1. Wow, they’re consistent. This was my fifth Nine Inch Nails show—but my first since October 1995, when the band played a co-headlining show with David Bowie at the Thomas & Mack center. (Amazing show, by the way: Bowie and NIN performed five songs together, including “Hurt,” and “Scary Monsters (and Super Creeps)” and “Reptile”.) If I’d stepped into a time machine in 1995 and exited to the Joint last Wednesday night, I wouldn’t have known that NIN had aged 23 years; their energy, fury and musicianship are undiminished from the band’s commercial peak. (Though I might have said, “Hey, he got a haircut” and/or “Somebody’s been working out.”)
2. It was a night for hardcore fans. Meaning: If you showed up expecting “Closer,” “Down In It” or “Hurt,” frontman Trent Reznor sent you home thirsty. “This is our first show for a while,” he said, adding, “We’re gonna play some things we feel like playing.” That meant a night of covers, “deep f*cking cuts” and semi-obscurities including Gary Numan’s “Metal,” David Bowie’s “I’m Afraid of Americans” and a raft of deep-ish album tracks including “Me, I’m Not,” “Letting You” and “Burn.” Crowd-pleasers like “March of the Pigs,” “Only” and “I Do Not Want This” were scattered randomly throughout the set, bookended by less familiar material, and the night’s two biggest songs—“Wish” and “Head Like a Hole”—were played dead last, with no encore. NIN’s message for the evening seemed to be, “If you love us, you’ll take what we give you.”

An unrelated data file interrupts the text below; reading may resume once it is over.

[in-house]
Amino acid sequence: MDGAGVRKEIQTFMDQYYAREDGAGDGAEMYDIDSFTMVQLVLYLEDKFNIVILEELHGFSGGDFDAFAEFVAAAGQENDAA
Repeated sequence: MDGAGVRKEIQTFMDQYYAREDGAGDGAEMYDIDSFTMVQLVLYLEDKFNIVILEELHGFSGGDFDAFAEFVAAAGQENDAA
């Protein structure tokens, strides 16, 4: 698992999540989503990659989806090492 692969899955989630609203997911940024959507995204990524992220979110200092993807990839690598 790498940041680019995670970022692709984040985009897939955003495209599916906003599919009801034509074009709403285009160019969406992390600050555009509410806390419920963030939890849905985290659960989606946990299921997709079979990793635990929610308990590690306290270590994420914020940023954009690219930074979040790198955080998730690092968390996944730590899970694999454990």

3. The crowd took it, with gratitude. The dude-heavy, standing-room only crowd screamed, sweated and thrashed in place to every note, even the tracks that strayed close to Reznor’s ambient and soundtrack work (e.g. “The Lovers,” from 2017's Add Violence) and a new song they didn’t know (“God Break Down the Door,” from the upcoming Bad Witch LP). The band’s two additional shows at the Joint are sold out, as well. There just might be something to the Weekly’s suggestion that NIN parlay these assorted Vegas trysts into a full-blown residency.
4. Don’t expect to see much from the back. I counted on one hand all the times NIN made use of the side screens—and the band's current stage setup heavily favors backlighting and stage fog, reducing the musicians to silhouettes. (That said, Reznor does cut a distinctive figure, hanging on the mic stand, as if he were keeping it from rising into the air. His stance is arguably as iconic as Joey Ramone or Sid Vicious, and the sheer personality of it cuts right through the smoke.)
5. If you liked NIN in the 1990s and 2000s, you’ll like it now. Thing is, I’ve moved on; much as I loved the band back in the day, I’m more likely to listen to one of the excellent film soundtracks Reznor makes with Atticus Ross. But NIN is there for you: still loud, still heavy, still angry about something or other. It hasn't lost a single step over the intervening years, and judging from the live set, they assume you haven’t, either. Good thing, too.